Farmers left high and dry in suckerfish battle

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The White House is under intense pressure to weaken provisions in American laws designed to protect endangered species, as conservatives flock to support several hundred farmers in rain-starved southern Oregon who have been barred this year from drawing water to irrigate their land.

The White House is under intense pressure to weaken provisions in American laws designed to protect endangered species, as conservatives flock to support several hundred farmers in rain-starved southern Oregon who have been barred this year from drawing water to irrigate their land.

Federal officials issued an order in April suspending irrigation rights in the area because severe drought con- ditions had lowered water levels in nearby Upper Klamath Lake so drastically as to imperil two varieties of bottom-feeding suckerfish – both legally protected endangered species.

The ban is still in place, and suddenly the plight of the farmers – many of whom have seen their crops wrecked – is drawing sympathy from conservative groups who have long campaigned for a loosening of the Endangered Species Act of 1973. A similar battle erupted nearly a decade ago, when concern for the spotted owl brought some western logging projects to an abrupt halt.

The two sub-species in question can grow to three feet in length, are almost inedible and have been on the endangered list since 1988.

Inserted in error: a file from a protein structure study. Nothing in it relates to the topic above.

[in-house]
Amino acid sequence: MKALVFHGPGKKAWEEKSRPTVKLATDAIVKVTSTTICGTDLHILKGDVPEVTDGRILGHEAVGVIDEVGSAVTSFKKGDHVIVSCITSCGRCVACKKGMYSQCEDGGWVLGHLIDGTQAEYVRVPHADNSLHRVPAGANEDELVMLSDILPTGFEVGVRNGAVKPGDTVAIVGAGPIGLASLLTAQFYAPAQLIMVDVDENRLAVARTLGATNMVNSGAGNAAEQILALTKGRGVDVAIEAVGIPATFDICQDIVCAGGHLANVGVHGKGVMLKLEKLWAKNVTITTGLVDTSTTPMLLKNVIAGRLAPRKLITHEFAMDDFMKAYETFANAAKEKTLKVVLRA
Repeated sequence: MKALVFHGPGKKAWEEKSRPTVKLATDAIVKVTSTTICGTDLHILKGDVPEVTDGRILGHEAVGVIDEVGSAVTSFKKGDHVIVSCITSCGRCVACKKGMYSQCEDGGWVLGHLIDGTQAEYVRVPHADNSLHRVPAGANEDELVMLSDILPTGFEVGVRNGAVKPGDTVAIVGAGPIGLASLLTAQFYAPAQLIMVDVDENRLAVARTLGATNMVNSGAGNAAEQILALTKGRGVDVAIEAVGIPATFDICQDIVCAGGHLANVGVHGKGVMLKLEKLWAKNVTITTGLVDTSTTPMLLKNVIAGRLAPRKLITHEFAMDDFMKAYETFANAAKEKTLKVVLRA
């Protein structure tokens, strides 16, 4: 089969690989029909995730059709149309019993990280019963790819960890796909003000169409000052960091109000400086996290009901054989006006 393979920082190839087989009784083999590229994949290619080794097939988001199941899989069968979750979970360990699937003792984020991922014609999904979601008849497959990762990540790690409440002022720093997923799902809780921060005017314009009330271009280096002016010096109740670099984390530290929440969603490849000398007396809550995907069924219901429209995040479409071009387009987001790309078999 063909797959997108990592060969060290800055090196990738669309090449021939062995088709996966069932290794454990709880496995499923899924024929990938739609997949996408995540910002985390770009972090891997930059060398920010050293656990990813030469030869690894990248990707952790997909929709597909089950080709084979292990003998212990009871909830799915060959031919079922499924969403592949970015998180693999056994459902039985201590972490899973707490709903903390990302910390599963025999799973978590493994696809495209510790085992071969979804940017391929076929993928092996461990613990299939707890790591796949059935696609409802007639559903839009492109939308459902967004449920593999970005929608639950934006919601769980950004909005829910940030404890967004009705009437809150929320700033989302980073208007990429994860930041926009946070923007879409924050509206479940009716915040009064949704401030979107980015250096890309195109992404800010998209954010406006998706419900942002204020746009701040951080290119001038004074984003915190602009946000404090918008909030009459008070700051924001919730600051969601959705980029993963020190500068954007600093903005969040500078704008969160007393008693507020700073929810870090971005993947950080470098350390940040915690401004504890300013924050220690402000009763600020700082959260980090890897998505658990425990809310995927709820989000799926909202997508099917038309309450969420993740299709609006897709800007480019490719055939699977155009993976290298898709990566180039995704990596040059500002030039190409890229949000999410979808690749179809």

"It's time to amend the Endangered Species Act," declared Jim Gibbons, a Rep- ublican member of Congress. "We can't save every species, and maybe that's the way it should be."

Members of Congress have formally asked the Interior Department to consider allowing special dispensation to allow the farmers to override the Endangered Species Act and resume irrigation. The last time such an exception was considered was during the battle over the spotted owl.

The controversy comes at a difficult time for the Bush administration. While it might instinctively side with the farmers and the Republican politicians on the issue, it has already suffered in public opinion polls for appearing to be too indifferent to environmental protection priorities.

The US Congress is likely soon to award $20m (£14m) in emergency aid to the area, though the losses of the farmers has been put at $250m (£180m).

Environmental groups have proposed a government programme to buy out the farmers, around 1,400 of whom have been affected by the irrigation ban.

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